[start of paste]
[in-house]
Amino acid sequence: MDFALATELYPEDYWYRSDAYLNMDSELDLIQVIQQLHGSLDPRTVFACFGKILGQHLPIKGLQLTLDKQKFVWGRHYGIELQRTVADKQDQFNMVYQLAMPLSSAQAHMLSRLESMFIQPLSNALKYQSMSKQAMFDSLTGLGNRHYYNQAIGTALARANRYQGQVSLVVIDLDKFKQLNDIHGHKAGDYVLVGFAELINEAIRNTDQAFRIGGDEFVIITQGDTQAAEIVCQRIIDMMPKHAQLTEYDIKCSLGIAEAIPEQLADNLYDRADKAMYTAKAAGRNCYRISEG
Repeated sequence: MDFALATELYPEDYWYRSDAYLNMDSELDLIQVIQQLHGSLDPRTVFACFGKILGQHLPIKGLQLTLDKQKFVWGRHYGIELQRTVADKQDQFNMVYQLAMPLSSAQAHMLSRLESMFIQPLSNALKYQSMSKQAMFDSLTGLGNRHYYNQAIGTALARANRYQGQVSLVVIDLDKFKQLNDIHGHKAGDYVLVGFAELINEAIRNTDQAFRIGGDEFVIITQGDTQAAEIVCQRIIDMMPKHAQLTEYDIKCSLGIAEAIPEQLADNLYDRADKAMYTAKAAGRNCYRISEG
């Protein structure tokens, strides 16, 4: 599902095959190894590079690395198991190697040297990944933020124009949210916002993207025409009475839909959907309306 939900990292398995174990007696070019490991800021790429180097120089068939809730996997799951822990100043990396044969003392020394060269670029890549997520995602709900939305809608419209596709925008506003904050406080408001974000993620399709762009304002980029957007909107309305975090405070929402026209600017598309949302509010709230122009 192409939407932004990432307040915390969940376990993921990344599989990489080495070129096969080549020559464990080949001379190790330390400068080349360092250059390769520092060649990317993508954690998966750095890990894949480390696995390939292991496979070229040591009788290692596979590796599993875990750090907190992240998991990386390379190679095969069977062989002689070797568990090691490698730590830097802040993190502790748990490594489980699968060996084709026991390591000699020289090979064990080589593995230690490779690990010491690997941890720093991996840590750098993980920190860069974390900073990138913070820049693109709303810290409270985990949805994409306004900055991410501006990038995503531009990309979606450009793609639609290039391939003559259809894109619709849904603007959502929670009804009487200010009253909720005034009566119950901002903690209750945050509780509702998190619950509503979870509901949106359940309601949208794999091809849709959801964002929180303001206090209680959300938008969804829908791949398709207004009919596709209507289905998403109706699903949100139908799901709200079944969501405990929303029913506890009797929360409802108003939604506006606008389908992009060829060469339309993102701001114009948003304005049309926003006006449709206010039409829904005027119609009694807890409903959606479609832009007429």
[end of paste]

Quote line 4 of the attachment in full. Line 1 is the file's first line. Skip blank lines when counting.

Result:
């Protein structure tokens, strides 16, 4: 599902095959190894590079690395198991190697040297990944933020124009949210916002993207025409009475839909959907309306 939900990292398995174990007696070019490991800021790429180097120089068939809730996997799951822990100043990396044969003392020394060269670029890549997520995602709900939305809608419209596709925008506003904050406080408001974000993620399709762009304002980029957007909107309305975090405070929402026209600017598309949302509010709230122009 192409939407932004990432307040915390969940376990993921990344599989990489080495070129096969080549020559464990080949001379190790330390400068080349360092250059390769520092060649990317993508954690998966750095890990894949480390696995390939292991496979070229040591009788290692596979590796599993875990750090907190992240998991990386390379190679095969069977062989002689070797568990090691490698730590830097802040993190502790748990490594489980699968060996084709026991390591000699020289090979064990080589593995230690490779690990010491690997941890720093991996840590750098993980920190860069974390900073990138913070820049693109709303810290409270985990949805994409306004900055991410501006990038995503531009990309979606450009793609639609290039391939003559259809894109619709849904603007959502929670009804009487200010009253909720005034009566119950901002903690209750945050509780509702998190619950509503979870509901949106359940309601949208794999091809849709959801964002929180303001206090209680959300938008969804829908791949398709207004009919596709209507289905998403109706699903949100139908799901709200079944969501405990929303029913506890009797929360409802108003939604506006606008389908992009060829060469339309993102701001114009948003304005049309926003006006449709206010039409829904005027119609009694807890409903959606479609832009007429």